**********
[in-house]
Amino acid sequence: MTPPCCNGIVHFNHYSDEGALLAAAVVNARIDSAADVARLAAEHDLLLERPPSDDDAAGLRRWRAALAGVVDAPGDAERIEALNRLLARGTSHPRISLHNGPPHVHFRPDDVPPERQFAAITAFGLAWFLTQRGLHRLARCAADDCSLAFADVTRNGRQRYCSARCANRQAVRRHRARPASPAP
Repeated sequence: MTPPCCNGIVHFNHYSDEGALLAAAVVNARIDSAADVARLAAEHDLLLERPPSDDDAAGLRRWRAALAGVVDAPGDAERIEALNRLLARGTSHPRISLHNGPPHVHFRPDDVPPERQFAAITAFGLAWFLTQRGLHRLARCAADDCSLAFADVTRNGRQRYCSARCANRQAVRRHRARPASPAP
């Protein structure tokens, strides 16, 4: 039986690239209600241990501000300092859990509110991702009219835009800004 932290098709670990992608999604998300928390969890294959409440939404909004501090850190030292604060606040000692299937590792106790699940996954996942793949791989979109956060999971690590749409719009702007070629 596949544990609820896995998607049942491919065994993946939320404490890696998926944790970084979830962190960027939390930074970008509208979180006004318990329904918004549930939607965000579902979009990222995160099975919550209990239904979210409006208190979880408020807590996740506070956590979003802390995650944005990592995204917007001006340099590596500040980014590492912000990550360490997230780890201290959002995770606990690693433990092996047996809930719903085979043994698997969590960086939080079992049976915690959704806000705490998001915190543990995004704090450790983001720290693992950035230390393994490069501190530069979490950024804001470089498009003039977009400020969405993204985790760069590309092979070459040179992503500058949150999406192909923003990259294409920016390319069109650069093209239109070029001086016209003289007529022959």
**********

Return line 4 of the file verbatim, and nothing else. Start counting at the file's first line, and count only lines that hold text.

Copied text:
């Protein structure tokens, strides 16, 4: 039986690239209600241990501000300092859990509110991702009219835009800004 932290098709670990992608999604998300928390969890294959409440939404909004501090850190030292604060606040000692299937590792106790699940996954996942793949791989979109956060999971690590749409719009702007070629 596949544990609820896995998607049942491919065994993946939320404490890696998926944790970084979830962190960027939390930074970008509208979180006004318990329904918004549930939607965000579902979009990222995160099975919550209990239904979210409006208190979880408020807590996740506070956590979003802390995650944005990592995204917007001006340099590596500040980014590492912000990550360490997230780890201290959002995770606990690693433990092996047996809930719903085979043994698997969590960086939080079992049976915690959704806000705490998001915190543990995004704090450790983001720290693992950035230390393994490069501190530069979490950024804001470089498009003039977009400020969405993204985790760069590309092979070459040179992503500058949150999406192909923003990259294409920016390319069109650069093209239109070029001086016209003289007529022959």